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Race relations is a sociological concept that emerged in Chicago in connection with the work of sociologist Robert E. Park and the Chicago race riot of 1919. Race relations designates a paradigm or field in sociology and a legal concept in the United Kingdom. As a sociological field, race relations attempts to explain how racial groups relate to each other, and in particular to give an explanation of violence connected to race.

The paradigm of race relations was critiqued by its own practitioners for its failure to predict the anti-racist struggles of the 1960s. The paradigm has also been criticized as overlooking the power differential between races, implying that the source of violence is disharmony rather than racist power structures. The term "race relations" has been called a euphemism for white supremacy or racism.

In spite of the controversial or discredited status of the race relations paradigm, the term is sometimes used in a generic way to designate matters related to race. Opinion polls, such as Gallup polls, use the term "race relations" to group together various responses connected to race. University sociology courses are often named "Race and Ethnic Relations."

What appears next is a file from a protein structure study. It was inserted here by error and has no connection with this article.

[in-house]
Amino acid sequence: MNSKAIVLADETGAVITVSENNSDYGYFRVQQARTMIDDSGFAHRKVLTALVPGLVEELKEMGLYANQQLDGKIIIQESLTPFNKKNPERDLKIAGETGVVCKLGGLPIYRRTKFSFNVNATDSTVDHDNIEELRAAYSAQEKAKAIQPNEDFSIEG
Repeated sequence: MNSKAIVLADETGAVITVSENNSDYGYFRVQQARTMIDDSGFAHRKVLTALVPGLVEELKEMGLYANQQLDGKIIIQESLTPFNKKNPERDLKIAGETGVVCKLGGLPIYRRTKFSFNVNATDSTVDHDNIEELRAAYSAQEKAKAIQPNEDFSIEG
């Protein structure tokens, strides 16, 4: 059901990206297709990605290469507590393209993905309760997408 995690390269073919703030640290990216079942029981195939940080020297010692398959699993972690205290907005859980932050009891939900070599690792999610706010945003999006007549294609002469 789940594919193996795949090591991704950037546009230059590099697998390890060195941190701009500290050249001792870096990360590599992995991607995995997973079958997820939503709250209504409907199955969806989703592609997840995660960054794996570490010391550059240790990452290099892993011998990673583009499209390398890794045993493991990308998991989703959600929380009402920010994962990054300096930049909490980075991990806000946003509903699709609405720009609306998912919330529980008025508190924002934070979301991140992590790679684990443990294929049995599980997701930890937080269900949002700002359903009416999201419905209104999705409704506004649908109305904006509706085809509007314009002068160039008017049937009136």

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Gus Hills Minstrels, 1890-1898 Park Avenue, Manhattan.

Gus Hills Minstrels, 1890-1898 Park Avenue, Manhattan.

Digital ID: 482704. Abbott, Berenice -- Photographer. December 19, 1935. .Notes: Bust in pediment above sign for minstrels, newer signs on building with arched windows, dormers, advertise lofts, auto-metal sh... more

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